Submitted to: American Journal of Plant Sciences
Publication Type: Peer Reviewed Journal
Publication Acceptance Date: 1/27/2015
Publication Date: 1/30/2015
Citation: Gitz, D.C., Baker, J.T., Burke, J.J., Xin, Z., Lascano, R.J. 2015. The microenvironment within and pollen transmission through paper and polyethylene sorghum pollination bags. American Journal of Plant Sciences. 6:265-274.
Interpretive Summary: Bagging sorghum panicles in germplasm maintenance or breeding operations is a labor intensive exercise. Bird-resistant spun polyethylene bags reduce the need for laborers to repeatedly walk the field to cover plants with additional bags as bird damage occurs during seed development, they exclude pollen as well as the conventional bags, and they lead to seed yields indistinguishable to yields from paper. These bags are easily made to different dimensions so they can be adapted to sorghum with large open panicles such as broom sorghums. Pollination bags induce micro-environmental changes that should be considered when designing experiments. Hot pin perforated polyolefin bags might be suitable for greenhouse applications where mold is a concern and where ambient air velocities are low or in field settings where pollen production by the panicles being covered is high.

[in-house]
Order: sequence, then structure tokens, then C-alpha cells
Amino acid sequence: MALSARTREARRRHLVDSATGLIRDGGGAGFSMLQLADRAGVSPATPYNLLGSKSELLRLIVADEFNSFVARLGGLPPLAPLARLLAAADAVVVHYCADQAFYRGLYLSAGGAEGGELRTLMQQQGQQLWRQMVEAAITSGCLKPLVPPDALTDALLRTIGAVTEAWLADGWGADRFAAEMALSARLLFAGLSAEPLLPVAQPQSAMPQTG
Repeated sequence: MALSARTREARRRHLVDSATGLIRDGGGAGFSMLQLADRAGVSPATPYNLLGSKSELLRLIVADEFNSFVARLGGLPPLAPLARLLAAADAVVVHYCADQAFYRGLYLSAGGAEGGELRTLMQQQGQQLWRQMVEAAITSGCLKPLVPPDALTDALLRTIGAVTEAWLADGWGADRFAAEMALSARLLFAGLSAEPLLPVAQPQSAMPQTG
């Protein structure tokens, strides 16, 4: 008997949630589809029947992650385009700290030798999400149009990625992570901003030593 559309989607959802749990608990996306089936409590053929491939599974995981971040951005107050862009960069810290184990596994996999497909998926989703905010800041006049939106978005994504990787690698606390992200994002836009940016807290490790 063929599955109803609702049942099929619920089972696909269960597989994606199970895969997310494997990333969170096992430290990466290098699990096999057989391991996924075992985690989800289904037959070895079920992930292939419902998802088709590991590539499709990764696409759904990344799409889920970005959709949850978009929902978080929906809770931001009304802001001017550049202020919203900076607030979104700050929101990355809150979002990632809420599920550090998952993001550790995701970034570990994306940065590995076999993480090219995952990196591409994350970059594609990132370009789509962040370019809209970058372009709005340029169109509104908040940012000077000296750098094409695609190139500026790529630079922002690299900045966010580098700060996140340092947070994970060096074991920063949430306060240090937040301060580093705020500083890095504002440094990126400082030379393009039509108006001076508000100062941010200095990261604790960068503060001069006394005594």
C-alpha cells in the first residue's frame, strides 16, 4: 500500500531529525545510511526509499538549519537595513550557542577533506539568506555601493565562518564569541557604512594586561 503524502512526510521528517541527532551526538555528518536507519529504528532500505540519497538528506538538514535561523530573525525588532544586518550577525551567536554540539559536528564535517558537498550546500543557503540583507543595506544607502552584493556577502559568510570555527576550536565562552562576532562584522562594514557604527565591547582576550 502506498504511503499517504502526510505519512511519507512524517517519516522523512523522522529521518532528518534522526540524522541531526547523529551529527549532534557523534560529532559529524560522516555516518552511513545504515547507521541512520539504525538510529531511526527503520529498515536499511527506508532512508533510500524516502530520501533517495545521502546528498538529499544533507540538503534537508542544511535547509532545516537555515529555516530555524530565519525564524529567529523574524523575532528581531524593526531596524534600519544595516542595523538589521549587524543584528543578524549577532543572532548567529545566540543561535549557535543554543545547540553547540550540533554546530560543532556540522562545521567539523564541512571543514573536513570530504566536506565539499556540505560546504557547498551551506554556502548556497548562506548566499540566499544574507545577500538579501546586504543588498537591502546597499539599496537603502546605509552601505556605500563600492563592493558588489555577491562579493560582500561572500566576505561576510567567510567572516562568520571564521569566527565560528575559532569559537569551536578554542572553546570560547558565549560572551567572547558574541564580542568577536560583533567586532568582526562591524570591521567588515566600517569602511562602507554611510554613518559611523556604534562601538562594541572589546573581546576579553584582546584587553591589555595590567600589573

Technical Abstract: Bird damage is a problem in sorghum breeding and germplasm maintenance operations. Paper pollination bags are damaged by rain and provide minimal deterrent to birds. Earlier we reported upon bird resistance of spun polyethylene pollination bags. Herein, we report the potential for pollen transmission through, and the microenvironment within, hard form (HfT) and soft form (SfT) spun polyethylene pollination bags as compared to traditional paper pollination bags. Within paper pollination bags morning temperatures were 10-15 °C above ambient and high temperature excursions as high as 45 °C were measured. Heating in Sft and HfT was 25% and 50% that of Paper, respectively. Temperature differences between bags were attributed to differences in albedo and air permeability of the bag materials. No difference in pollen transmission through Paper and HfT was found. Although SfT allowed 35-40% wind borne pollen through the pores as compared to controls, male sterile plants covered with SfT produced only 30 seeds/panicle, about 1% of a self-pollinating fertile plant. Our results suggested that SfT could adequately reduce or eliminate cross-pollination in self-pollinating plants while maintaining near ambient environmental conditions.